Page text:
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Formula 1 Monaco GP

The winners and strugglers in Monaco trackside viewing

With qualifying for the Formula 1 Monaco Grand Prix completed, ALEX KALINAUCKAS looks at who is thriving and who is struggling around the streets of the principality

Kevin Magnussen, Haas VF-24

The Aston Martin drivers are not having a good time. It’s FP1 for Formula 1’s 2024 Monaco Grand Prix, at the Loews hairpin.

Every time Fernando Alonso and Lance Stroll squirt down the hill towards Autosport’s vantage point it happens. From our perspective on the outside of the corner, the green cars are having to traverse F1’s slowest corner as if it’s a 50p piece – hands jerking at the wheel, Stroll really wrestling his AMR24.

Unlike the Ferrari drivers – although mainly Charles Leclerc, bar his first time through here bringing him shockingly close to the barrier with a clumsy exit – the Astons are not super smooth. The problem is understeer – masses of it.

They’re not alone in struggling with this issue on the hard tyres early in the session – where later investigation will also reveal Alonso at this stage didn’t have his desired level of power steering support and Stroll lacked tyre temperature.

The Red Bull and McLaren cars aren’t much better through here. These machines are more stiffly sprung than most and so rattle over the bump approaching the hairpin’s apex, while the Mercedes duo are also having to provoke the rotation with sharper steering inputs to combat the understeer.

Alonso just hustles his car every time – and the problem is noticeably better after a lengthy spell in the pits for adjustments and reappears on the softs. Before he makes a similar move, Stroll attempts a line adjustment. He gets wider and wider until at one stage he brushes the barrier with his right-side wheels. But things do improve because of his bigger, sweeping entry.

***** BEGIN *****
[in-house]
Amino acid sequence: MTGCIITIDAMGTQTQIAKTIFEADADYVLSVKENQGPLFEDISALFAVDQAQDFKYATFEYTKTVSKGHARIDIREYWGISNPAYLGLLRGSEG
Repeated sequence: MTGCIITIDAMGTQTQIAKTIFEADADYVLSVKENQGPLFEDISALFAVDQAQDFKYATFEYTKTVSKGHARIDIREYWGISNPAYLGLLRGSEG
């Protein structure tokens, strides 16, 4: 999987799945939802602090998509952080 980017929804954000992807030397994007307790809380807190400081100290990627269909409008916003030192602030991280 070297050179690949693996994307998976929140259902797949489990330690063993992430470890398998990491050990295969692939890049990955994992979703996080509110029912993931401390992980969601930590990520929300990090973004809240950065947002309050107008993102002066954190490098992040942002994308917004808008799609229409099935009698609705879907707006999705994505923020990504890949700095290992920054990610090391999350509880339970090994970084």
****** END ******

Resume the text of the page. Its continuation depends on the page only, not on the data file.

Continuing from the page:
The unique nature of the Monaco trackside experience means this is also the perfect place to watch an F1 drivers’ hands as they do what they do best. Turning the car’s fifth wheel is their craft and they all do it differently.

Lance Stroll, Aston Martin AMR24

Lance Stroll, Aston Martin AMR24

Photo by: Andy Hone / Motorsport Images

Here we can see, resplendent in Ayrton Senna yellow, Oscar Piastri’s silky smooth steering inputs. From outside, it’s nonchalant. Kevin Magnussen, meanwhile, is proving his reputation for having an uber-aggressive driving style – the first steering stab is devastatingly brutal.

For the second half of the one-hour session, we move around the hairpin to watch the cars plunge down towards the corner beneath Mirabeau and the run to Portier and the tunnel.

Here, Leclerc’s rotation smoothness really stands out. Not even Carlos Sainz in the other Ferrari can match his team-mate in keeping the momentum up all around the hairpin. The Red Bull and McLaren drivers just have to wait longer to get on the gas again.

What stands out most here is how the session’s quickest drivers – Leclerc and Verstappen – don’t look fast